Tiger Woods isn't automatically in a major championship field for the first time since 1996
Tiger Woods recently revealing a plan to play "once a month" in 2024 was music to golf fans' ears. But to do that, he'll likely need a special invitation from one of golf's governing bodies.
That's because the 15-time major champ isn't currently qualified for the U.S. Open, something recently pointed out by Sports Illustrated's Bob Harig.
As Harig also points out, this situation can—and will—be easily fixed by the USGA extending Woods a special exemption. Phil Mickelson most recently received one in 2021, and it's something the USGA has done as far back as Ben Hogan in 1966. Jack Nicklaus (eight) and Arnold Palmer and Tom Watson (five a piece) have received the most special exemptions in U.S. Open history.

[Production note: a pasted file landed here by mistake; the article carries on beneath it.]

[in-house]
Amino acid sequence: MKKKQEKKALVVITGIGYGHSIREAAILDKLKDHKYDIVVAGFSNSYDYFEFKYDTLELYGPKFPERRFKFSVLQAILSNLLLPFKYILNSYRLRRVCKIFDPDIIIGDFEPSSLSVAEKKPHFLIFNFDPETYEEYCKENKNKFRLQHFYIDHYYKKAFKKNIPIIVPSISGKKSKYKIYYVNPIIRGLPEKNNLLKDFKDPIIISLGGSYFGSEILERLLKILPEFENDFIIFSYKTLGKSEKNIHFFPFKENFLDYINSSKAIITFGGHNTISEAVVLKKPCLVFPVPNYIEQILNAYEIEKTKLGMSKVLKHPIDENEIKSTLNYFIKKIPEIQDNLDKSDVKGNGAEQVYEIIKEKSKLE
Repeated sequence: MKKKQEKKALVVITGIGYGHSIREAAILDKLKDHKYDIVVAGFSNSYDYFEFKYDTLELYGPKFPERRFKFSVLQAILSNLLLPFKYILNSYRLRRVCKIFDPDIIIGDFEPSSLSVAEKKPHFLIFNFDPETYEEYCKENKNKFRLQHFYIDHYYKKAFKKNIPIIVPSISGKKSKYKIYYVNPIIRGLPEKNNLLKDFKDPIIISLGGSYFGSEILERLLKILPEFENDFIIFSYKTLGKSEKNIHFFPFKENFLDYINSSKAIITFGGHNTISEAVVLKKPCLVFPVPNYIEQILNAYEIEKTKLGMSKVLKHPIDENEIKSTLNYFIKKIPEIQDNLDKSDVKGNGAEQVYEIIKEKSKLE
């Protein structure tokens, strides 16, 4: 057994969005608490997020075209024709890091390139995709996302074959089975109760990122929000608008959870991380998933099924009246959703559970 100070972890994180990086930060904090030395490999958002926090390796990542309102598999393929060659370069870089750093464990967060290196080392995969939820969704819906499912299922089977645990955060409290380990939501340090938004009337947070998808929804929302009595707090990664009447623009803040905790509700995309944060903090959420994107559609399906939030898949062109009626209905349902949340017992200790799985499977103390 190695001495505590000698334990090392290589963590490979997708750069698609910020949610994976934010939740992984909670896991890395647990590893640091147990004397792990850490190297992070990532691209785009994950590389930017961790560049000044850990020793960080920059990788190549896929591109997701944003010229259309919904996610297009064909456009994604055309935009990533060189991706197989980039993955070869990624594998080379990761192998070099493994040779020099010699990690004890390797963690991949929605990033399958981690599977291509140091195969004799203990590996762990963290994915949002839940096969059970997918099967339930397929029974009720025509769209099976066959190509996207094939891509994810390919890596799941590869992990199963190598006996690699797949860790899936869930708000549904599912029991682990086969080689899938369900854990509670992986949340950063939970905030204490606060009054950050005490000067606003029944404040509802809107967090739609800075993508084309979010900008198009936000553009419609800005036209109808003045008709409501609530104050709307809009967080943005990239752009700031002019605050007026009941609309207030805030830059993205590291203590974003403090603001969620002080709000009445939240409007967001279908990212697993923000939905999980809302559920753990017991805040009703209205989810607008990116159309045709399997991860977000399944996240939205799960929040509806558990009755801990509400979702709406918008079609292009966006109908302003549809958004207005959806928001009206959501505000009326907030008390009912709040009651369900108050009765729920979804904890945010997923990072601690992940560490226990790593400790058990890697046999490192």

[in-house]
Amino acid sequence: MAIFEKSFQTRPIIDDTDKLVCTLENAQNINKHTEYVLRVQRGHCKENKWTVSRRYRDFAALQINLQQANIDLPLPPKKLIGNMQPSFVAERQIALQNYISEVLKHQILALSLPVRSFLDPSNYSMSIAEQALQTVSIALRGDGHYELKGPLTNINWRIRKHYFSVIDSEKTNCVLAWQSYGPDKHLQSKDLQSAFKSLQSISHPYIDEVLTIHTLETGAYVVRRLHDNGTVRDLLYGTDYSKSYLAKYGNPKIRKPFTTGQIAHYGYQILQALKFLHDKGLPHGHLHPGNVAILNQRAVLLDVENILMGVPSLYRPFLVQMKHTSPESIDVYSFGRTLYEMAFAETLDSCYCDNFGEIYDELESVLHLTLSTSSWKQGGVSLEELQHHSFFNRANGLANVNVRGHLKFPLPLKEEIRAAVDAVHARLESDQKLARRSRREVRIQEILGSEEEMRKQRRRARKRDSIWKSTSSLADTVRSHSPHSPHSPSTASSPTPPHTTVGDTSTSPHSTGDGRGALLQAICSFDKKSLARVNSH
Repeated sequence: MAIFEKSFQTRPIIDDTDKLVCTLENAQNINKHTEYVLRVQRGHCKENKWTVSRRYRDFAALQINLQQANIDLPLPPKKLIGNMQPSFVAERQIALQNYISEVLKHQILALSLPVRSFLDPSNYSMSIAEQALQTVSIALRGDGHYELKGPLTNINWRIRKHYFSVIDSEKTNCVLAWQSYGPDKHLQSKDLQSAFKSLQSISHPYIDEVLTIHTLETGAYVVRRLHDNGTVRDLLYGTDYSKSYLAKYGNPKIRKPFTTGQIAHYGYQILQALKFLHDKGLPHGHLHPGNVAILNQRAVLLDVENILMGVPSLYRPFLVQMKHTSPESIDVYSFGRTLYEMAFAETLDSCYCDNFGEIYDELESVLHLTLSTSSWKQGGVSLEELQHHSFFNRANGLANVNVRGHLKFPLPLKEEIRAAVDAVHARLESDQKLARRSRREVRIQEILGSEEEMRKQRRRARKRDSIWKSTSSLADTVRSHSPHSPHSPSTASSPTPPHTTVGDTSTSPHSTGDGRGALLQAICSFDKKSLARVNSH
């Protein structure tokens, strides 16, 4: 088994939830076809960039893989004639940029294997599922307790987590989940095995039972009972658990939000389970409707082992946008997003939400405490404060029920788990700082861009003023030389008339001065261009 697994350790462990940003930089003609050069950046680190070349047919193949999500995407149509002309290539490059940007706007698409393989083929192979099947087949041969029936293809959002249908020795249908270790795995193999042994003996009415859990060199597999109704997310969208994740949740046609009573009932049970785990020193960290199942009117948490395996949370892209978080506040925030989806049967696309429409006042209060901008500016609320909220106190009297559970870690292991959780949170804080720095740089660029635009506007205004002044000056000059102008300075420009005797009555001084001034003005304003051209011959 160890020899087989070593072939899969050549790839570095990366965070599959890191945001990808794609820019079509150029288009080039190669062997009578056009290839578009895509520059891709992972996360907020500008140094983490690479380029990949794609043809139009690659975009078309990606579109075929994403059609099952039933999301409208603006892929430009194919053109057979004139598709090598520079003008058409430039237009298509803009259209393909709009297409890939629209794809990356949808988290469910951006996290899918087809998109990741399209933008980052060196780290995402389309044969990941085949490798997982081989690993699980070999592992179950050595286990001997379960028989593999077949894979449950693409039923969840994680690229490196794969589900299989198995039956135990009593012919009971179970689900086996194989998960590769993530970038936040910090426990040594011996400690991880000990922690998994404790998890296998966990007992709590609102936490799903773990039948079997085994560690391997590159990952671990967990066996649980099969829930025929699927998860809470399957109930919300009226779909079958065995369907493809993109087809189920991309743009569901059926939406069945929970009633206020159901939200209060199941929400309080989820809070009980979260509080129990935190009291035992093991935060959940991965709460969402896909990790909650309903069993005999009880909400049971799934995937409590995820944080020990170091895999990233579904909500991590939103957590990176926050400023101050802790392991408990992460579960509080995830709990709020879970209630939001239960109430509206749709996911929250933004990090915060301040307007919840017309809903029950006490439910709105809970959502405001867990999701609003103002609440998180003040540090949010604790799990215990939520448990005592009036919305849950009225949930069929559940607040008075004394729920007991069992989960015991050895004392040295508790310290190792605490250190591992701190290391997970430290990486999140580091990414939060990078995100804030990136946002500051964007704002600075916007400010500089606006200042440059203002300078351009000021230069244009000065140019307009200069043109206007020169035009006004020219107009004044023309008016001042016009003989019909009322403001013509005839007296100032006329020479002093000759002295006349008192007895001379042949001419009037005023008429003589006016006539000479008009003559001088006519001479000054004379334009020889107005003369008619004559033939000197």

Amazingly, this is the first major Woods isn't automatically in (again, for now) since the 1996 PGA Championship, which took place a couple weeks before Tiger turned pro. He won his first major as a pro, the 1997 Masters, by 12 shots.
That victory made Woods exempt at the Masters for life, and he also holds that status at the PGA Championship. He is exempt until he's 60 at the Open Championship. But his U.S. Open exemption—five years from his most recent Masters win in 2019—ran out in 2023 when he was unable to play in the event after undergoing subtalar fusion surgery on his right ankle in April.
Woods, who turns 48 at the end of December, could also qualify for the tournament by playing his way into the top 60 of the Official World Golf Ranking by a cut-off date in late spring. But that's a tall order considering he's currently ranked 898th. Or, he could show up at a sectional qualifier, but again, we're pretty sure that's not going to be necessary for the nine-time (three U.S. Opens, three U.S. Amateurs, and three U.S. Juniors) USGA champ.
Woods made his return to competitive golf last month at the Hero World Challenge, finishing 18th in the field of 20. The 2024 U.S. Open will be held June 13-16 at Pinehurst No. 2.